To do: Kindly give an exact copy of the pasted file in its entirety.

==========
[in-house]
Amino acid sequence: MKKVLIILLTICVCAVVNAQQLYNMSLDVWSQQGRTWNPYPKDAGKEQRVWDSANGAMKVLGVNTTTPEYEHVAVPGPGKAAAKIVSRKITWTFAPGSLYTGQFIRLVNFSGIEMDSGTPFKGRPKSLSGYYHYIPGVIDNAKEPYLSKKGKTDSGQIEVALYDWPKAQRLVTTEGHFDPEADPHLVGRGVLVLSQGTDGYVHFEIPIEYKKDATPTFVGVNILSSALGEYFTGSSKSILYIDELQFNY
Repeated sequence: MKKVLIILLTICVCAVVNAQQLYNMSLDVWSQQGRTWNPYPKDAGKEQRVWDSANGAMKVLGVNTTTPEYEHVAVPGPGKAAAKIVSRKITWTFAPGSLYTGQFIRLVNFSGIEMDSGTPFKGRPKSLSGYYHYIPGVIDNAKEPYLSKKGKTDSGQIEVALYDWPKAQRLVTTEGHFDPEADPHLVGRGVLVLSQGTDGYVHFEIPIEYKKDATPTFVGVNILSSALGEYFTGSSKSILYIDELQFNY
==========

[in-house]
Amino acid sequence: MKKVLIILLTICVCAVVNAQQLYNMSLDVWSQQGRTWNPYPKDAGKEQRVWDSANGAMKVLGVNTTTPEYEHVAVPGPGKAAAKIVSRKITWTFAPGSLYTGQFIRLVNFSGIEMDSGTPFKGRPKSLSGYYHYIPGVIDNAKEPYLSKKGKTDSGQIEVALYDWPKAQRLVTTEGHFDPEADPHLVGRGVLVLSQGTDGYVHFEIPIEYKKDATPTFVGVNILSSALGEYFTGSSKSILYIDELQFNY
Repeated sequence: MKKVLIILLTICVCAVVNAQQLYNMSLDVWSQQGRTWNPYPKDAGKEQRVWDSANGAMKVLGVNTTTPEYEHVAVPGPGKAAAKIVSRKITWTFAPGSLYTGQFIRLVNFSGIEMDSGTPFKGRPKSLSGYYHYIPGVIDNAKEPYLSKKGKTDSGQIEVALYDWPKAQRLVTTEGHFDPEADPHLVGRGVLVLSQGTDGYVHFEIPIEYKKDATPTFVGVNILSSALGEYFTGSSKSILYIDELQFNY